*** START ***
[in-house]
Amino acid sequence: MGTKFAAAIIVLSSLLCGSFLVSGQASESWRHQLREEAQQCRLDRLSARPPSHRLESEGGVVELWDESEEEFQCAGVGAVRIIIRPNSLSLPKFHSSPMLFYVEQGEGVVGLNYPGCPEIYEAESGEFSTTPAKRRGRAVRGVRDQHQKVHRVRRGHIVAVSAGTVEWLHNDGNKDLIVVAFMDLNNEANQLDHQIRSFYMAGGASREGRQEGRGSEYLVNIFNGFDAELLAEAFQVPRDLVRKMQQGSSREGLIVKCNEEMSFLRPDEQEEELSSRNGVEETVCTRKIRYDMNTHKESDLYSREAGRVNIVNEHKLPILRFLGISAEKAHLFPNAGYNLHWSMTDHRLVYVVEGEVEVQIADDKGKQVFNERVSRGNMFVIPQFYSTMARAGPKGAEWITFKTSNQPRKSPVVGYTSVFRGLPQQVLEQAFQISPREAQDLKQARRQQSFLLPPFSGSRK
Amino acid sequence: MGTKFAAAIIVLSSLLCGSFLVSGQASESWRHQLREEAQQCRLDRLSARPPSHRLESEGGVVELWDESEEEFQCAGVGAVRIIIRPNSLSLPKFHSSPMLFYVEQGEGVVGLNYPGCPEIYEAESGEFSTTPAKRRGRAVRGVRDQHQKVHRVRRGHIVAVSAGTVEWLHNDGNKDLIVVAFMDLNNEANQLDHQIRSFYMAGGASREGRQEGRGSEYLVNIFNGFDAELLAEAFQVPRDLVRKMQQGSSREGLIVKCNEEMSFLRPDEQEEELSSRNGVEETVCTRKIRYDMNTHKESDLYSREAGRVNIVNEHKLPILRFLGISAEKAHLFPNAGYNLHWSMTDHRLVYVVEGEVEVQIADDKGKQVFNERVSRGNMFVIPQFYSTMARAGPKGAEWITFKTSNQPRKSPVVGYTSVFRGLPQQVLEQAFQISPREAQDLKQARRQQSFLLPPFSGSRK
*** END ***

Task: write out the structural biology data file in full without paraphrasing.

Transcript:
[in-house]
Amino acid sequence: MGTKFAAAIIVLSSLLCGSFLVSGQASESWRHQLREEAQQCRLDRLSARPPSHRLESEGGVVELWDESEEEFQCAGVGAVRIIIRPNSLSLPKFHSSPMLFYVEQGEGVVGLNYPGCPEIYEAESGEFSTTPAKRRGRAVRGVRDQHQKVHRVRRGHIVAVSAGTVEWLHNDGNKDLIVVAFMDLNNEANQLDHQIRSFYMAGGASREGRQEGRGSEYLVNIFNGFDAELLAEAFQVPRDLVRKMQQGSSREGLIVKCNEEMSFLRPDEQEEELSSRNGVEETVCTRKIRYDMNTHKESDLYSREAGRVNIVNEHKLPILRFLGISAEKAHLFPNAGYNLHWSMTDHRLVYVVEGEVEVQIADDKGKQVFNERVSRGNMFVIPQFYSTMARAGPKGAEWITFKTSNQPRKSPVVGYTSVFRGLPQQVLEQAFQISPREAQDLKQARRQQSFLLPPFSGSRK
Amino acid sequence: MGTKFAAAIIVLSSLLCGSFLVSGQASESWRHQLREEAQQCRLDRLSARPPSHRLESEGGVVELWDESEEEFQCAGVGAVRIIIRPNSLSLPKFHSSPMLFYVEQGEGVVGLNYPGCPEIYEAESGEFSTTPAKRRGRAVRGVRDQHQKVHRVRRGHIVAVSAGTVEWLHNDGNKDLIVVAFMDLNNEANQLDHQIRSFYMAGGASREGRQEGRGSEYLVNIFNGFDAELLAEAFQVPRDLVRKMQQGSSREGLIVKCNEEMSFLRPDEQEEELSSRNGVEETVCTRKIRYDMNTHKESDLYSREAGRVNIVNEHKLPILRFLGISAEKAHLFPNAGYNLHWSMTDHRLVYVVEGEVEVQIADDKGKQVFNERVSRGNMFVIPQFYSTMARAGPKGAEWITFKTSNQPRKSPVVGYTSVFRGLPQQVLEQAFQISPREAQDLKQARRQQSFLLPPFSGSRK